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New EHEC therapy shows treatment success

New EHEC therapy shows treatment success

Bloodwashing therapy successfully tested on twelve EHEC patients

In the wake of the recent EHEC epidemic in Germany, doctors from the Hannover Medical School (MHH) and the Greifswald University Hospital successfully tested a special blood wash therapy for the first time.

In the run-up to the blood wash, the treated patients showed particularly severe EHEC symptoms such as the so-called hemolytic uraemic syndrome (HUS), massive neurological failures and kidney failure, reports Hanoverian and Greifswald medical doctors in the current issue of the specialist journal "The Lancet". All patients who were treated with the new treatment method have survived the EHEC infection and are relatively well. None of those affected had to rely on further dialysis after completing it, and the majority of the patients also regressed to neurological disorders.

New treatment method shows immediate success A total of twelve people infected with EHEC - five in the Greifswald University Hospital and seven in the Hannover Medical School (MHH) - were treated with the novel blood wash therapy in the course of the EHEC epidemic. The therapy aimed not only to reduce the toxin shiga toxin produced by the EHEC bacteria, but also to reduce the formation of antibodies, since this is also responsible for the occurrence of the particularly severe EHEC symptoms, the doctors explained. After other attempts at therapy, such as plasma exchange and the administration of antibodies, were unsuccessful, the doctors in Hanover and Greifswald decided to use the new blood wash therapy. The patient's condition improved noticeably immediately after the start of treatment, said Andreas Greinacher, transfusion doctor at the Greifwald University Hospital.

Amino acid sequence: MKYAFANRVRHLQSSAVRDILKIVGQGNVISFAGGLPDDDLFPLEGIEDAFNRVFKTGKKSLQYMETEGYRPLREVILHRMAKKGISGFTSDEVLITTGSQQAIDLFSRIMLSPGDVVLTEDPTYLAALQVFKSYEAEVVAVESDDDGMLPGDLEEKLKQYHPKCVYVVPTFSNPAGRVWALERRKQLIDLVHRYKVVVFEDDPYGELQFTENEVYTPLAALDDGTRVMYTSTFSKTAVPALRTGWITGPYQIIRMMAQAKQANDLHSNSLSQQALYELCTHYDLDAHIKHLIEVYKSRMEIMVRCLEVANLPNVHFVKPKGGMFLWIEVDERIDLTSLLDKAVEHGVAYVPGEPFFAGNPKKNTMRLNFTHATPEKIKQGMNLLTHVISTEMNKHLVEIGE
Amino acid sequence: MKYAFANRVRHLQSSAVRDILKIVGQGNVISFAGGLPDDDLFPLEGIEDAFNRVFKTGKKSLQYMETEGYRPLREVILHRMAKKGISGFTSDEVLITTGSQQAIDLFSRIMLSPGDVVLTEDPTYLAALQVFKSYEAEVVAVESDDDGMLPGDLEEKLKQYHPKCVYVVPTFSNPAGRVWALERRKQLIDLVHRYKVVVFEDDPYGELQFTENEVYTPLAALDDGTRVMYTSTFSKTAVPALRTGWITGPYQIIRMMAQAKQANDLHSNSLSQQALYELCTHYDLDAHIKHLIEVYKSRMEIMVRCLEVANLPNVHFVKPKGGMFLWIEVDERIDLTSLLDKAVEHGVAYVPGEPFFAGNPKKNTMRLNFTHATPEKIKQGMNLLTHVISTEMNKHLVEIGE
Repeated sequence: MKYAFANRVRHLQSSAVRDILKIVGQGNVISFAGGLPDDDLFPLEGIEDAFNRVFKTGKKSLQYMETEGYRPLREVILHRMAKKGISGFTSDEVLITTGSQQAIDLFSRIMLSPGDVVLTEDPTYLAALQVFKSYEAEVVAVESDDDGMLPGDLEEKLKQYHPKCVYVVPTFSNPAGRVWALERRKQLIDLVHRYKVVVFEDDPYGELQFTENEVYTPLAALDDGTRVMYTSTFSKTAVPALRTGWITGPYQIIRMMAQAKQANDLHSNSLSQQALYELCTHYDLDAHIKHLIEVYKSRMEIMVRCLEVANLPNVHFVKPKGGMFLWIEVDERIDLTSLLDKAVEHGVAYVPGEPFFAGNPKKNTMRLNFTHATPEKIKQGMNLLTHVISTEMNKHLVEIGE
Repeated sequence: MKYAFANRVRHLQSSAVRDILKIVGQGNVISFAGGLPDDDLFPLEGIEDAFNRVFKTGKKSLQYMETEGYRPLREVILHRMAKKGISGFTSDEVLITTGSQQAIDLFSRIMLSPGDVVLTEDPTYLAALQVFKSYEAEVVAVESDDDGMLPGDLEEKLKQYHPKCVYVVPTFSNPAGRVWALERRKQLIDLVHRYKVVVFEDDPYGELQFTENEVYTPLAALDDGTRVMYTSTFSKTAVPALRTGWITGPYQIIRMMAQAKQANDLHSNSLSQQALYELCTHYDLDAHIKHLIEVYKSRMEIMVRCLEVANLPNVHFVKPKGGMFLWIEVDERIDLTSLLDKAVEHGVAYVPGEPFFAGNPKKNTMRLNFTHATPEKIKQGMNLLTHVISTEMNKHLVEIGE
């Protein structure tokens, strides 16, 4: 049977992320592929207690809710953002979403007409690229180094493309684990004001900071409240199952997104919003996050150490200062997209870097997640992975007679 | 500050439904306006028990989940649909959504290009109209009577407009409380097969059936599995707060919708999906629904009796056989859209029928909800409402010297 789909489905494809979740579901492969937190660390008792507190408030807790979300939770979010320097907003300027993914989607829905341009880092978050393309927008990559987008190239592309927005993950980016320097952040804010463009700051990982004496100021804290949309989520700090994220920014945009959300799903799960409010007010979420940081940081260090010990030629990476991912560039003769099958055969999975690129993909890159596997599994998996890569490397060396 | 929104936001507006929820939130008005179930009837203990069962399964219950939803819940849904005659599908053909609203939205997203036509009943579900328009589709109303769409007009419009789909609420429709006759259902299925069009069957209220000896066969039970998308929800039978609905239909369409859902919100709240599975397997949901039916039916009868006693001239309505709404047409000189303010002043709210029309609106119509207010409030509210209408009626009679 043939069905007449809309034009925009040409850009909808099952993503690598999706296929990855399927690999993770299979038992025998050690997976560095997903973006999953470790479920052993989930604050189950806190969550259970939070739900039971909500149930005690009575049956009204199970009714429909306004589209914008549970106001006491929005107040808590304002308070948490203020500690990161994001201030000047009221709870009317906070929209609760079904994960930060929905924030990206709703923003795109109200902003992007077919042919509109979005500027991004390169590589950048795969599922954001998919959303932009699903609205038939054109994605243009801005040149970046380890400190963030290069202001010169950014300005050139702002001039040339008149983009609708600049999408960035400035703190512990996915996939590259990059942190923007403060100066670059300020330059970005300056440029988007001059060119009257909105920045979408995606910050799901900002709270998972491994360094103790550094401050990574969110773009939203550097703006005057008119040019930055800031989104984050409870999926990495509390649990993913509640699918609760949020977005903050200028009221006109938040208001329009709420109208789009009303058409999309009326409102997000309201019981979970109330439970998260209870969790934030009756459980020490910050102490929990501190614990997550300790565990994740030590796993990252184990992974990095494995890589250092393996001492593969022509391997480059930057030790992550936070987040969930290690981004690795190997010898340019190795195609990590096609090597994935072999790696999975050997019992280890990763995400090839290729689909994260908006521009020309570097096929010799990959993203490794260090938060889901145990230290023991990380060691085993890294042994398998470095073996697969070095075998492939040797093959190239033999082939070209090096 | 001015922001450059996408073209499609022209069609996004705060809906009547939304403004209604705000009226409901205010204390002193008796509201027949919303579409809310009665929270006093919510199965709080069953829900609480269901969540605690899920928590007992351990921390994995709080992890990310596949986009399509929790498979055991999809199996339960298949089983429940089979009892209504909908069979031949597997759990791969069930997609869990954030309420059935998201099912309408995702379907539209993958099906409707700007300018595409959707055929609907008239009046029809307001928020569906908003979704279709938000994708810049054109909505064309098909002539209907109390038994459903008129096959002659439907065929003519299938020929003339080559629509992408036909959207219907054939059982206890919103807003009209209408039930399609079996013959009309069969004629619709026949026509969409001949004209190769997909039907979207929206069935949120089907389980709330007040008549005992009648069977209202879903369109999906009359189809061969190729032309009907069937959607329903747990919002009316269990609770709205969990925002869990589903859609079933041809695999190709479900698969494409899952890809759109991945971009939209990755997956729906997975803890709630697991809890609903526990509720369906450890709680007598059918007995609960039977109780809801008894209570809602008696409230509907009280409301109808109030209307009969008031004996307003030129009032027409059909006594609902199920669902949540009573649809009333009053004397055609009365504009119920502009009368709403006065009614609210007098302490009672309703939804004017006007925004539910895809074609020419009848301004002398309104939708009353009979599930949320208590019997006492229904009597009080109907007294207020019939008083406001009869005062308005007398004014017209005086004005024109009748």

EHEC wave of infections with long-term consequences Today, according to the doctors, ten of the twelve treated EHEC patients no longer show any neurological symptoms. The other two patients are currently on the mend, according to MHH doctor Jan Kielstein, but are still being treated in neurological rehabilitation. In addition, none of the 38- to 63-year-old sufferers had to rely on dialysis since the end of treatment, the doctors said in their publication. According to Jan Kielstein, this is particularly good news, since he believes that between ten and twenty patients who suffered from particularly severe EHEC symptoms as a result of the EHEC epidemic will be dependent on dialysis in the long term. According to the Robert Koch Institute, nearly 3,500 people in Germany contracted an EHEC infection during the wave of infections with the new, particularly dangerous intestinal bacterium HUSEC 041 from the genus Enterohemorrhagic Escherichia coli (EHEC) that raged between May and July 2011. Jan Kielstein explained that more than 450 of the 733 patients who were subsequently treated for hemolytic-uraemic syndrome had to undergo dialysis (blood washing) and 50 patients died as a result of the EHEC infection. (fp)

Continue reading:
Symptoms of an EHEC infection
EHEC epidemic survived

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